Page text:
By taking away many of the things so many Canadians love about cities, the pandemic has shown us the value of urban life that many of us take for granted.
By Benjamin Dachis
COVID-19 has fundamentally changed lives across Canada. This change may be most pronounced in Canada’s major cities. Many of the things that make life in our cities so vibrant—great restaurants, entertainment, or going to the office to learn from great colleagues—have vanished. Post-pandemic, as more Canadians work from home, transit operators will face the challenge of bringing us back together to enjoy urban life while facing a gloomy financial outlook.
There are many benefits of urban living, such as tapping a large job and employee market, having access to a wide range of services and infrastructure, and learning from others face-to-face. Public transit is the essential component that enables the benefits of people coming together. These wider economic benefits—what economists call agglomeration—are a key element of why cities exist in the first place. As more people can connect in person, the higher their incomes.
Canadian governments are systematically undervaluing transportation investments—both in annual operating value, and on the returns on new investments—if they ignore how transit is a key ingredient of what makes cities vibrant.
One way to think about the economic value that transit provides is to take a simple thought experiment: what would happen to the value of the wider economic benefits of living in a city if everyone who took transit stopped taking it? How much less would we learn in person? How many unique and innovative restaurants would fail by not having people come from across town and only catering to people who can walk, drive or bike?
Using this thought experiment, a C.D. Howe Institute paper that will be released on April 15 estimates the annual economic value of the Toronto Transit Commission (TTC). This single transit system enables $1.8-billion in wider economic benefits, even if we assume that some travel on the TTC would still happen, but on other modes.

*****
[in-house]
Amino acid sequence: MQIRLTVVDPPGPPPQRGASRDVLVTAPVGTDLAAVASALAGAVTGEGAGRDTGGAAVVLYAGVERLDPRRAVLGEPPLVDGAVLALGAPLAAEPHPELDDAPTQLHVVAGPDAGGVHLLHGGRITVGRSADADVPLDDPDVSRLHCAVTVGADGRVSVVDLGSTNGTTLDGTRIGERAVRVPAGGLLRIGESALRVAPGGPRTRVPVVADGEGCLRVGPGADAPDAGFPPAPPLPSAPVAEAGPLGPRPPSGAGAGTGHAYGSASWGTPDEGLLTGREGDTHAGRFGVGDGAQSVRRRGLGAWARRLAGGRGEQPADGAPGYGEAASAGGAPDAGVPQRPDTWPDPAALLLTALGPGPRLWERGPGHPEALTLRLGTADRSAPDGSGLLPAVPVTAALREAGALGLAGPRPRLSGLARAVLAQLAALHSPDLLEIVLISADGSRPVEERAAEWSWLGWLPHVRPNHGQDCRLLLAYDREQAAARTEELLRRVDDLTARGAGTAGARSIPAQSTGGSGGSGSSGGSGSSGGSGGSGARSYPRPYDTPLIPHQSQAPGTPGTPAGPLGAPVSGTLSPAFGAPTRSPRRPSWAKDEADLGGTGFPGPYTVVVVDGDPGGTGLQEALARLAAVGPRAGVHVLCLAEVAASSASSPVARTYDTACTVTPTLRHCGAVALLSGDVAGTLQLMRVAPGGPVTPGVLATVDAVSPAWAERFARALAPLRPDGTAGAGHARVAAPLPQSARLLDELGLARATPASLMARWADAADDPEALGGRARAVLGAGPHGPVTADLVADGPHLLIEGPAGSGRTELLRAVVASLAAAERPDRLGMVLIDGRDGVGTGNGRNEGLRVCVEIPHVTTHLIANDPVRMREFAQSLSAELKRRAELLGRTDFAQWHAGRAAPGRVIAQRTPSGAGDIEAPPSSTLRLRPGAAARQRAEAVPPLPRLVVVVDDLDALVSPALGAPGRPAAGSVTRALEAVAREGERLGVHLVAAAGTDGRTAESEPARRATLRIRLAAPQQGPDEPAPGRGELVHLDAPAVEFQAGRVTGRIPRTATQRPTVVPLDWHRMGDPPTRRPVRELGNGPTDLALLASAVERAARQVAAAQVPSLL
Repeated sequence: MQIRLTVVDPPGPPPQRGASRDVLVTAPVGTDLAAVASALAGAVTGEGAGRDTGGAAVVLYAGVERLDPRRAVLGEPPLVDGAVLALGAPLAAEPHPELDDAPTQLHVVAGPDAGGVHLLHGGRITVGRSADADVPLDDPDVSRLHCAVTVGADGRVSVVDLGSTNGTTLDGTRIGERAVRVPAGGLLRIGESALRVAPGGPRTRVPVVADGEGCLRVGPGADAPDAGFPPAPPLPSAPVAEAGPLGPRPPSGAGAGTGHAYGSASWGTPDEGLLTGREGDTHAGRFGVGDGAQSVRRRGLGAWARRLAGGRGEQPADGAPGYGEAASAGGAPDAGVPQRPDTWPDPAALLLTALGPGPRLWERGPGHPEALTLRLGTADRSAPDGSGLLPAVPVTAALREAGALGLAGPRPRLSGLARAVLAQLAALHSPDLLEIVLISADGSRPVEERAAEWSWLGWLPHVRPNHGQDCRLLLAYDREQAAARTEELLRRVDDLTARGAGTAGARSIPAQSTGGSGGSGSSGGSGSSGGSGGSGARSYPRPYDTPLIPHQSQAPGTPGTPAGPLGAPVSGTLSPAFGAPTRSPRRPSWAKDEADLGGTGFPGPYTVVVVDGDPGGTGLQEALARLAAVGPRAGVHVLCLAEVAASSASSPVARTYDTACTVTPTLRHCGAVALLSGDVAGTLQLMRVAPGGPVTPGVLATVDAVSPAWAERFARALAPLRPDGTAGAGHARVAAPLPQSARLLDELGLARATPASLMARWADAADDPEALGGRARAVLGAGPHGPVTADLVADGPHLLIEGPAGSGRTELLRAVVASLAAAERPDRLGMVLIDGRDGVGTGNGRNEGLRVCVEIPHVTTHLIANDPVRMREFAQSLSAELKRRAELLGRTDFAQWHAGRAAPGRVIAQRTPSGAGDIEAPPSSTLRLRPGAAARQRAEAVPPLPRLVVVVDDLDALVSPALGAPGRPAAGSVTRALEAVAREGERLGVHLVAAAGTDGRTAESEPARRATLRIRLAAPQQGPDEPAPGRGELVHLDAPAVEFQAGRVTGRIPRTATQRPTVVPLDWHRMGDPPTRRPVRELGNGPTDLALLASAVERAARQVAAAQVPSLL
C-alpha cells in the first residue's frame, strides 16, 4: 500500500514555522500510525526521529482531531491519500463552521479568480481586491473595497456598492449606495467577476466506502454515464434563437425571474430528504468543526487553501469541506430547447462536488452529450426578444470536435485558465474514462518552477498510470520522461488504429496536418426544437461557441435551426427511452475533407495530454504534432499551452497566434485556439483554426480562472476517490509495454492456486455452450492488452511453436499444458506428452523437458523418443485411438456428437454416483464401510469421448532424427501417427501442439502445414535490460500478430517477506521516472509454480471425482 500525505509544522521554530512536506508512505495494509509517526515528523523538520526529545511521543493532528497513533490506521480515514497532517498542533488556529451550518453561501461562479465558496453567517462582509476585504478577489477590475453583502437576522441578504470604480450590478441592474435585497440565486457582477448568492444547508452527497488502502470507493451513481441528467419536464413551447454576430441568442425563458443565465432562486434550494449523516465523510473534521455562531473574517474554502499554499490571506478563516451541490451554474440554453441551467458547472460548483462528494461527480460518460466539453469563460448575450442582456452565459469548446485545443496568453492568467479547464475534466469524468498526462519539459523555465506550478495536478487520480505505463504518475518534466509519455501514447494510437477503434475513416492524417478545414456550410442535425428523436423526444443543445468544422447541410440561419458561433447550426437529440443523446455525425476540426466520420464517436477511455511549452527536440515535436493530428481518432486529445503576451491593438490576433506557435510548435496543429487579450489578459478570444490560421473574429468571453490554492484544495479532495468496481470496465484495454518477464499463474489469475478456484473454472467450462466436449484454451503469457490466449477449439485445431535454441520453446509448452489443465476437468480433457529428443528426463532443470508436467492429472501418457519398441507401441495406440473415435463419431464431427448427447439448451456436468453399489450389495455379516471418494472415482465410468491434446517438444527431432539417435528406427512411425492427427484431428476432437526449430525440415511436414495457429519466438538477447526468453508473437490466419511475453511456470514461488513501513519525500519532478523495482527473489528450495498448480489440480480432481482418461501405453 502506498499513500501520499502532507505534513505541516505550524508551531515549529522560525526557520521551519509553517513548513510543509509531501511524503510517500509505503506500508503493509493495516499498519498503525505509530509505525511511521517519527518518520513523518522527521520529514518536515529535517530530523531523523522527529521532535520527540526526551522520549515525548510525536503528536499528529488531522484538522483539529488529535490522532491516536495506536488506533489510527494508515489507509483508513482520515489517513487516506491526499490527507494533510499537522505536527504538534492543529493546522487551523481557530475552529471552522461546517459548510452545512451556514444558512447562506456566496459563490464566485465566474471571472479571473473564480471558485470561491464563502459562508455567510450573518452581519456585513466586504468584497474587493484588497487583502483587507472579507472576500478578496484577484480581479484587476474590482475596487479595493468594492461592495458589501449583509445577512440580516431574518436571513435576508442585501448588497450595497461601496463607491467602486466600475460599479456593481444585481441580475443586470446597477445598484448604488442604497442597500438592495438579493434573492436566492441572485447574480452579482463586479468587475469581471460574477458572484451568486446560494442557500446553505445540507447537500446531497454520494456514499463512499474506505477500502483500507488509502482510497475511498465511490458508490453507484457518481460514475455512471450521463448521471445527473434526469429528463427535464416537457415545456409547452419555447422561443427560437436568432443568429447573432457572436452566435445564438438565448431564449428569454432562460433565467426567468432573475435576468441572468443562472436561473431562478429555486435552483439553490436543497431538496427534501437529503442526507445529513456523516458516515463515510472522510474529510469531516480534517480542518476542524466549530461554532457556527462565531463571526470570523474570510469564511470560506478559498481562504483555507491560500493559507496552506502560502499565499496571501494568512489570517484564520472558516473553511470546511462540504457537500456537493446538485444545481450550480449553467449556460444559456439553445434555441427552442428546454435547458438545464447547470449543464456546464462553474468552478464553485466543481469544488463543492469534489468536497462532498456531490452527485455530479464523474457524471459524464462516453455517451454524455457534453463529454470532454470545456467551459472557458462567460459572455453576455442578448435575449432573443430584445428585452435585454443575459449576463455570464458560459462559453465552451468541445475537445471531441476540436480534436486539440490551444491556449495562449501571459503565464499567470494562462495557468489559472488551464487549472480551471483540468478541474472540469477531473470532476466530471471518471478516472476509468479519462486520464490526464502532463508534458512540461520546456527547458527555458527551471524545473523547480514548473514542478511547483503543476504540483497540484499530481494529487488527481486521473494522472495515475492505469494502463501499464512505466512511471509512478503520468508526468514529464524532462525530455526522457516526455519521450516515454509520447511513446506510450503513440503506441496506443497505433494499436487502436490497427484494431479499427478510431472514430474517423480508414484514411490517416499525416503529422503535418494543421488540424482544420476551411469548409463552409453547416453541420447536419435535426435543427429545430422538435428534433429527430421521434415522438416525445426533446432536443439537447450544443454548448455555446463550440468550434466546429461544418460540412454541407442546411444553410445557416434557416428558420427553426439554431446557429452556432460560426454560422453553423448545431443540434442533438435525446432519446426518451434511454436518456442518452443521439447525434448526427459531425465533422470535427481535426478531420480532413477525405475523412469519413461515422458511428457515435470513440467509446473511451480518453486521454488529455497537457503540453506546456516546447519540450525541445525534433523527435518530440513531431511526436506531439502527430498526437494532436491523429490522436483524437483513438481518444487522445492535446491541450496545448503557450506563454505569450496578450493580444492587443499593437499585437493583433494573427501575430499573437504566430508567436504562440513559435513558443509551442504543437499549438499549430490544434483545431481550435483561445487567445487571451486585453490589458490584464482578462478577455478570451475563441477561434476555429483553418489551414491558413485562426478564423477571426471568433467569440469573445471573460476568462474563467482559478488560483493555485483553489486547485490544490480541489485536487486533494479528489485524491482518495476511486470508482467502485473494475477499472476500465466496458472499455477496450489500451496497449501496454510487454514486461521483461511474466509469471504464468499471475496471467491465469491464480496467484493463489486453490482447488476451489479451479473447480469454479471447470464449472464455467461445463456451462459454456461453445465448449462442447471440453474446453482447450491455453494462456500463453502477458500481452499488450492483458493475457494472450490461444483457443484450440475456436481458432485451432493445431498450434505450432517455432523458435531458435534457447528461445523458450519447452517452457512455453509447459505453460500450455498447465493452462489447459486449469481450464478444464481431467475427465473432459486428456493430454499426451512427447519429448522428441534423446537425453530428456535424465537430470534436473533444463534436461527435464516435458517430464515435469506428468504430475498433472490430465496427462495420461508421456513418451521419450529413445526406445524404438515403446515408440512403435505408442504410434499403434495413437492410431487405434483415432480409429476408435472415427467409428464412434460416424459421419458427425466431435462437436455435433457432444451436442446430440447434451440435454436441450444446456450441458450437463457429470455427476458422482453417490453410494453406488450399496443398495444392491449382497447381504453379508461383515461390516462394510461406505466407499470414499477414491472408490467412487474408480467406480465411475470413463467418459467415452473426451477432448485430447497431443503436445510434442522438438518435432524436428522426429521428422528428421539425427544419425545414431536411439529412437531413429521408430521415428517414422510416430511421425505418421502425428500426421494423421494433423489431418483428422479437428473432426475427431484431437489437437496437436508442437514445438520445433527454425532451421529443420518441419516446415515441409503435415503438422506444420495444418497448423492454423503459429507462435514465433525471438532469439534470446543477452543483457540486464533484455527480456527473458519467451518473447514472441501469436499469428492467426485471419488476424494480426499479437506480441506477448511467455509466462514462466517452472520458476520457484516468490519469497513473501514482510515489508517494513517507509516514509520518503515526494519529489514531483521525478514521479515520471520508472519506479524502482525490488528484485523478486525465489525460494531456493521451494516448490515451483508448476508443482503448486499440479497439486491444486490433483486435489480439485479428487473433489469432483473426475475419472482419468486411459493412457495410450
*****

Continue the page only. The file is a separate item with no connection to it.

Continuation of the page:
Sadly, something remarkably close to this thought experiment has happened during the COVID-19 outbreak.
We estimate an economic loss of $1.7-billion for the Toronto region of reduced agglomeration benefits due to low travel levels mid-pandemic from reduced TTC ridership. These economic costs are more likely in the range of $1.2- to $1.4-billion based on reasonable assumptions about how much people still travelled but switched to using cars during the pandemic.
Future service enhancements—ranging from simple investments like dedicated lanes for buses to new train lines—might enable broader urban agglomeration economies. A faster train service that replaces a bus stuck in traffic enables faster travel. Faster bus travel enables a transit rider to have access to a wider set of job opportunities. They can access more services, such as restaurants or other businesses. We estimate the agglomeration wider economic benefits of the TTC’s five-year service plan improvements to be $377-million per year, which would add on to the agglomeration benefits of the existing system.
Transit authorities in Canada rely on farebox revenues from paying passengers as their largest source of revenue. As costs rise, such as the need to increase staff wages, transit operators must decide between increasing fares, finding efficiencies, or seeking a greater subsidy from governments. Fare increases have the effect of discouraging some users from travelling and create a wider economic cost. The economic costs of people choosing not to travel because of higher fares—not going to a new restaurant, or not taking on a new and better job—can be substantial. However, governments should weigh the alternative of the economic harm of raising taxes to pay for subsidies. Depending on the kind of tax a government relies on, the economic harm of higher taxes may be worse than the economic cost of fewer fare-price-sensitive travellers.
How does incorporating wider economic benefits into the economics of transit affect all public transit operators looking beyond the pandemic to a new normal of work and commuting? A return to a partial (one or two days a week) work-from-home model for many workers once the pandemic subsides is a likely outcome. The ability to partially work from home will likely recapture most of the lost agglomeration benefits we have seen over the last year.
However, such reduced travel leaves a fare revenue gap that transit operators will need to fill to maintain service levels. Senior governments that collect income tax revenues—and see a bottom-line income tax benefit from wider economic benefits—can temporarily provide operating subsidies to transit operators. Such operating subsidies should only last until transit networks can reorient their services to permanent post-pandemic demand trends.
By taking away many of the things so many Canadians love about cities, the pandemic has shown us the value of urban life that many of us take for granted. There is a wider economic value of preserving travel options and public transit service that all Canadian governments should recognize.
Benjamin Dachis is director of public affairs at the C.D. Howe Institute.